New American Heart Association Survey Finds Heart Disease And Stroke Patients Face Significant Barriers In Obtaining Quality, Affordable Care
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A new American Heart Association survey substantiates that the need for health care reform has not gone away. Many heart disease and stroke patients are faring poorly under the current health care system, with nearly two-thirds citing affordability as the top concern of those suffering from cardiovascular disease. Ensuring the availability of insurance coverage and investing more in prevention ranked second and third, respectively.
"The survey should serve as a vivid reminder that too many Americans, including the insured and especially the underinsured, are simply overwhelmed by soaring medical expenses and inadequate coverage," said Nancy Brown, CEO of the American Heart Association. "Many of these issues and concerns would be addressed through meaningful and comprehensive health care reform - and that's why it is so critically important that Congress act this year."
According to the AHA survey, more than half of all cardiovascular disease patients surveyed reported difficulty in paying for prescription drugs or other medical care in the past two years, with stroke patients more likely to report such difficulties. Of those who had difficulty, half said it was because they couldn't afford their co-pays, deductibles or other cost-sharing, 41 percent said it was because their insurance plan didn't cover it, and 17 percent said it was because of out-of-network costs.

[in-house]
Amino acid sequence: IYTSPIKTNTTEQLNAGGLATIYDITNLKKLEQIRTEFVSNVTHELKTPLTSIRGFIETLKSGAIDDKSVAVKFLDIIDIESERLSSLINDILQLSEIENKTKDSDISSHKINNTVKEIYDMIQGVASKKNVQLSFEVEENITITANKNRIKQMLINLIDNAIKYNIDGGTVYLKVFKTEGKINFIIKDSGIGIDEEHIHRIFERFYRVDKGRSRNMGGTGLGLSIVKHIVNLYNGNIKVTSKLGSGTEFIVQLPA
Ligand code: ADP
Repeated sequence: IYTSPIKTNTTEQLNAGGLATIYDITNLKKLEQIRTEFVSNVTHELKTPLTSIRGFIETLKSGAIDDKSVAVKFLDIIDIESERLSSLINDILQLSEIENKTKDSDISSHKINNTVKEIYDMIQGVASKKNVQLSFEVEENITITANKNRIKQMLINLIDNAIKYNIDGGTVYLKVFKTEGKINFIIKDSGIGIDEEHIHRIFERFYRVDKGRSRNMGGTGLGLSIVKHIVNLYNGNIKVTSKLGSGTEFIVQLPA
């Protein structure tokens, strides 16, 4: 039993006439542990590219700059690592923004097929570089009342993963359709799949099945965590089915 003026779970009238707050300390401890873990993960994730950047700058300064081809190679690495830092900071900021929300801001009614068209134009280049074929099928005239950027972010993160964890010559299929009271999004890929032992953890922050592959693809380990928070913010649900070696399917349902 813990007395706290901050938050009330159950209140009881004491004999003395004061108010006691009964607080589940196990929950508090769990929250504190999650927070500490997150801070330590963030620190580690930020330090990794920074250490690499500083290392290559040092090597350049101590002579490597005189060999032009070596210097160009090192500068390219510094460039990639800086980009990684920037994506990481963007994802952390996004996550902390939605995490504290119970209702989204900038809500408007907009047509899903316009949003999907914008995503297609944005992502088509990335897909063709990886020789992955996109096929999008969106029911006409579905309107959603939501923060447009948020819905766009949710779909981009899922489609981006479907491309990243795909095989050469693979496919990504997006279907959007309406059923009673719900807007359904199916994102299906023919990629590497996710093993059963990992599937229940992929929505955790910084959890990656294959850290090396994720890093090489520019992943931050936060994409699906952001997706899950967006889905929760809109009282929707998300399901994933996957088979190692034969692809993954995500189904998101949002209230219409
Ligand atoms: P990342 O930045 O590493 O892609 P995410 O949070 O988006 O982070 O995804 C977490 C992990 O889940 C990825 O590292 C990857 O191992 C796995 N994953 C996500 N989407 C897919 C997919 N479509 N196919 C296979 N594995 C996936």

The survey also found that nearly half of cardiovascular disease patients who said they had difficulty paying medical expenses had delayed getting needed health care and filling a prescription, 42 percent had delayed a routine check up, and 31 percent had delayed a screening test that helps identify disease earlier.
"The findings underscore the 'urgency of now' with respect to the health care reform debate," said Clyde Yancy, M.D., President of the American Heart Association. "Patients who can not obtain necessary medical care suffer worse outcomes and likely incur much higher costs as a result. High blood pressure - which can be controlled with medications - can evolve into a devastating and costly heart attack or stroke that could have been avoided."
A significant number of respondents - approximately 16 percent of non-elderly adults - did not have health insurance and nearly a quarter of the respondents (and 36 percent of stroke patients) said they've gone without health insurance at some time since their diagnosis. Nearly half of the respondents cited cost as the main reason for not having insurance, followed by job loss.
The average age of those who responded to the survey was 55 - a full ten years before most become eligible for Medicare.
"As the U.S. population ages, we could potentially face a cardiovascular crisis - with increasing number of individuals denied care because of their preexisting health conditions," Brown added. "This will make it very difficult to make continued progress towards reducing death and disability from the nation's No. 1 killer unless all of us have access to affordable, high quality care."
American Heart Association
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